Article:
Editor’s Note: A new book about marijuana was released earlier this month. Alex Berenson’s Tell Your Children: The Truth About Marijuana, Mental Illness, and Violence has been met with vocal critiques and admiration, and we here at Points wanted to respond. Over the next two weeks, we’re going to run a roundtable on Berenson’s book, starting with my response and then featuring Points writers and friends Isaac Campos, Brooks Hudson, and Bob Beach. Feel free to participate in our roundtable by commenting below or engaging with us on Twitter.
Emily Dufton: Ever since I had my first book published in December 2017, I’ve been interested in the path that books, especially non-fiction books, take as they journey from an idea in an author’s mind to a finished project available on the shelves. After all, as anyone who has gone through the publishing process knows, crafting a book requires two things: time (generally at least a year or two), and other people’s support. From agents to editors to copyeditors to designers to marketers to publishers, there are a lot of individuals involved in the creation of a book, and a lot of people who need to sign off along the way.
Which makes me wonder exactly what the publishers at Simon and Schuster were thinking when they purchased the rights to Alex Berenson’s Tell Your Children: The Truth About Marijuana, Mental Illness, and Violence, which was released earlier this month, on January 8.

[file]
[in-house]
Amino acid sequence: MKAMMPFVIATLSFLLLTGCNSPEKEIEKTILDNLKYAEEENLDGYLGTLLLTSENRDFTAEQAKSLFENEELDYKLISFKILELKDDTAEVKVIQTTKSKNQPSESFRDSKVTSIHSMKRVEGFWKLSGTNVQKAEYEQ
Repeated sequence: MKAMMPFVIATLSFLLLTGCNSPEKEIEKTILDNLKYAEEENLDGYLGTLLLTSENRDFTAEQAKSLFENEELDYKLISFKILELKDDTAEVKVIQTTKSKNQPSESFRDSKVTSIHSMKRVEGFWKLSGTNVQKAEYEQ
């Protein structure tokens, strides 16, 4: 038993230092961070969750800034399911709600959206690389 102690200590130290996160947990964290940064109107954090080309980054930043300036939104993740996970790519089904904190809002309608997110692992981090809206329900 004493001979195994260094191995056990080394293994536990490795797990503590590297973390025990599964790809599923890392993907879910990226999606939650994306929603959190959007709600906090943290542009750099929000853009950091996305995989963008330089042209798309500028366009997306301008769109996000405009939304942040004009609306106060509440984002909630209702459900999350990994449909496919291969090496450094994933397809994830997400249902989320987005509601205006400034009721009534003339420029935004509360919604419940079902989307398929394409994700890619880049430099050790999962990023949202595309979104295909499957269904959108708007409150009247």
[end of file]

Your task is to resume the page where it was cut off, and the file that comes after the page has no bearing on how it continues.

Tell Your Children is a relatively short book that ties the increased use of increasingly potent marijuana to a variety of negative conditions, including, as the title suggests, mental illness and violence. Berenson cites evidence, like a recent report from the National Academies of Science, Engineering and Medicine, that relates marijuana use to different forms of psychosis, including depression, social anxiety, and, at the extreme end of the spectrum, schizophrenia. He also shows connections between marijuana and violent crime, suggesting that heavy pot users are hardly the couch-surfing stoners we’ve come to believe. Instead, Berenson argues, heavy marijuana users engage in violent acts (including, among his many horrific stories, ax murders, child abuse and corpse mutilation) at higher-than-average rates — often while experiencing the psychotic episodes that the marijuana originally caused. This could easily become a mounting problem, Berenson warns, as more states legalize recreational and medical use, often without putting any limitations on the strength of the cannabis available. “The higher the use, the greater the risk,” he writes in his introduction. “Marijuana in the United States has become increasingly dangerous to mental health in the last fifteen years, as millions more people consume higher-potency cannabis more frequently.”
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